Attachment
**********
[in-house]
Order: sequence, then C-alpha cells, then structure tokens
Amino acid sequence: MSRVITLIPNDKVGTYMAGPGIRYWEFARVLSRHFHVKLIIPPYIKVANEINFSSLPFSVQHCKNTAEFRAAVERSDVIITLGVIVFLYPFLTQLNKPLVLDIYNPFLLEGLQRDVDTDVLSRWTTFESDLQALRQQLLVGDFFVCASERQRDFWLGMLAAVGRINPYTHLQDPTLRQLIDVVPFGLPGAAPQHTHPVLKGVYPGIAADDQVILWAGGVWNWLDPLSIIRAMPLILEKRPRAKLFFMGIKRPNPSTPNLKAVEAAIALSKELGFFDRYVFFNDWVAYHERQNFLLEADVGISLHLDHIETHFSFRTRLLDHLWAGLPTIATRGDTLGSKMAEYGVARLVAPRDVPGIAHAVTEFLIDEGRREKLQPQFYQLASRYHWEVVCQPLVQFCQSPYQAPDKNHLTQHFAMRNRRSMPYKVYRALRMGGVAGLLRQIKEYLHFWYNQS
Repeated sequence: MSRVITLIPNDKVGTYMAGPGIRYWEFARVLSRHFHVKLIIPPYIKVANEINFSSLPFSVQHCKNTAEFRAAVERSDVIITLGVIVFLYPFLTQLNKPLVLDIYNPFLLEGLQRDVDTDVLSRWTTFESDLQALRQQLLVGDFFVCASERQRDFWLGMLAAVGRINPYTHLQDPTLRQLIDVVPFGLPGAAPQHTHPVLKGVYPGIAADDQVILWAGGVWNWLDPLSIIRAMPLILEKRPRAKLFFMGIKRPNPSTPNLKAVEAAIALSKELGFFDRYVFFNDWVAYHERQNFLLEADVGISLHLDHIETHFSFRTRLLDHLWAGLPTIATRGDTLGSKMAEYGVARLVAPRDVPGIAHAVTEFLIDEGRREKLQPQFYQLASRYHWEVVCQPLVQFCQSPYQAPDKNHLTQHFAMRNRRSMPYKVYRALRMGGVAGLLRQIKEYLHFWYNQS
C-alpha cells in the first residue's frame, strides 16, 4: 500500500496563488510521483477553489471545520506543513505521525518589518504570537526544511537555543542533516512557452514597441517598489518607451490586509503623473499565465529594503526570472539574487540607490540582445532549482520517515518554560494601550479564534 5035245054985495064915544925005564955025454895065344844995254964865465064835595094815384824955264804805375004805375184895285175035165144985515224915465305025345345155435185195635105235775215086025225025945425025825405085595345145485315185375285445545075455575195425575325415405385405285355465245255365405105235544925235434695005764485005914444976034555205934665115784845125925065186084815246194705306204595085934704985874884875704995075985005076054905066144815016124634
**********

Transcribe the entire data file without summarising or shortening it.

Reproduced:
[in-house]
Order: sequence, then C-alpha cells, then structure tokens
Amino acid sequence: MSRVITLIPNDKVGTYMAGPGIRYWEFARVLSRHFHVKLIIPPYIKVANEINFSSLPFSVQHCKNTAEFRAAVERSDVIITLGVIVFLYPFLTQLNKPLVLDIYNPFLLEGLQRDVDTDVLSRWTTFESDLQALRQQLLVGDFFVCASERQRDFWLGMLAAVGRINPYTHLQDPTLRQLIDVVPFGLPGAAPQHTHPVLKGVYPGIAADDQVILWAGGVWNWLDPLSIIRAMPLILEKRPRAKLFFMGIKRPNPSTPNLKAVEAAIALSKELGFFDRYVFFNDWVAYHERQNFLLEADVGISLHLDHIETHFSFRTRLLDHLWAGLPTIATRGDTLGSKMAEYGVARLVAPRDVPGIAHAVTEFLIDEGRREKLQPQFYQLASRYHWEVVCQPLVQFCQSPYQAPDKNHLTQHFAMRNRRSMPYKVYRALRMGGVAGLLRQIKEYLHFWYNQS
Repeated sequence: MSRVITLIPNDKVGTYMAGPGIRYWEFARVLSRHFHVKLIIPPYIKVANEINFSSLPFSVQHCKNTAEFRAAVERSDVIITLGVIVFLYPFLTQLNKPLVLDIYNPFLLEGLQRDVDTDVLSRWTTFESDLQALRQQLLVGDFFVCASERQRDFWLGMLAAVGRINPYTHLQDPTLRQLIDVVPFGLPGAAPQHTHPVLKGVYPGIAADDQVILWAGGVWNWLDPLSIIRAMPLILEKRPRAKLFFMGIKRPNPSTPNLKAVEAAIALSKELGFFDRYVFFNDWVAYHERQNFLLEADVGISLHLDHIETHFSFRTRLLDHLWAGLPTIATRGDTLGSKMAEYGVARLVAPRDVPGIAHAVTEFLIDEGRREKLQPQFYQLASRYHWEVVCQPLVQFCQSPYQAPDKNHLTQHFAMRNRRSMPYKVYRALRMGGVAGLLRQIKEYLHFWYNQS
C-alpha cells in the first residue's frame, strides 16, 4: 500500500496563488510521483477553489471545520506543513505521525518589518504570537526544511537555543542533516512557452514597441517598489518607451490586509503623473499565465529594503526570472539574487540607490540582445532549482520517515518554560494601550479564534 5035245054985495064915544925005564955025454895065344844995254964865465064835595094815384824955264804805375004805375184895285175035165144985515224915465305025345345155435185195635105235775215086025225025945425025825405085595345145485315185375285445545075455575195425575325415405385405285355465245255365405105235544925235434695005764485005914444976034555205934665115784845125925065186084815246194705306204595085934704985874884875704995075985005076054905066144815016124634